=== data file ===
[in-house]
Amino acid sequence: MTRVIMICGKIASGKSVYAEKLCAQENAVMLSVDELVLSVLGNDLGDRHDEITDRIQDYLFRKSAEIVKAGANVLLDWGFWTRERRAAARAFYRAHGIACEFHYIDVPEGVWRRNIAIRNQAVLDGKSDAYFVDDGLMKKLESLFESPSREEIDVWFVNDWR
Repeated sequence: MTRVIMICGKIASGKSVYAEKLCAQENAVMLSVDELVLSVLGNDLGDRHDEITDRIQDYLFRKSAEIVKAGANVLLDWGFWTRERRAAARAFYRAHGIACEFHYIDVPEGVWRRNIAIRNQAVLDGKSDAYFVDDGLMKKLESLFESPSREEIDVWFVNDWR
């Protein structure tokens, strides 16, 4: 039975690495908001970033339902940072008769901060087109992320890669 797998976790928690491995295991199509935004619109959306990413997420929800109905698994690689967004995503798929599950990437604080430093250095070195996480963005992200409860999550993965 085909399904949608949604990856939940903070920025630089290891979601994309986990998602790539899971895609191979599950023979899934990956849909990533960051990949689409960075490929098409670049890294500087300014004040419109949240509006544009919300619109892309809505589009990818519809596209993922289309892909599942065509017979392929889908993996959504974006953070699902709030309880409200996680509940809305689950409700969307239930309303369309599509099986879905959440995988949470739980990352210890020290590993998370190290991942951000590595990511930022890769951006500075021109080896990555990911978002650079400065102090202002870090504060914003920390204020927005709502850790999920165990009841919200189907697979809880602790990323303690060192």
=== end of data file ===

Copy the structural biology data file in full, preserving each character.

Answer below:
[in-house]
Amino acid sequence: MTRVIMICGKIASGKSVYAEKLCAQENAVMLSVDELVLSVLGNDLGDRHDEITDRIQDYLFRKSAEIVKAGANVLLDWGFWTRERRAAARAFYRAHGIACEFHYIDVPEGVWRRNIAIRNQAVLDGKSDAYFVDDGLMKKLESLFESPSREEIDVWFVNDWR
Repeated sequence: MTRVIMICGKIASGKSVYAEKLCAQENAVMLSVDELVLSVLGNDLGDRHDEITDRIQDYLFRKSAEIVKAGANVLLDWGFWTRERRAAARAFYRAHGIACEFHYIDVPEGVWRRNIAIRNQAVLDGKSDAYFVDDGLMKKLESLFESPSREEIDVWFVNDWR
């Protein structure tokens, strides 16, 4: 039975690495908001970033339902940072008769901060087109992320890669 797998976790928690491995295991199509935004619109959306990413997420929800109905698994690689967004995503798929599950990437604080430093250095070195996480963005992200409860999550993965 085909399904949608949604990856939940903070920025630089290891979601994309986990998602790539899971895609191979599950023979899934990956849909990533960051990949689409960075490929098409670049890294500087300014004040419109949240509006544009919300619109892309809505589009990818519809596209993922289309892909599942065509017979392929889908993996959504974006953070699902709030309880409200996680509940809305689950409700969307239930309303369309599509099986879905959440995988949470739980990352210890020290590993998370190290991942951000590595990511930022890769951006500075021109080896990555990911978002650079400065102090202002870090504060914003920390204020927005709502850790999920165990009841919200189907697979809880602790990323303690060192």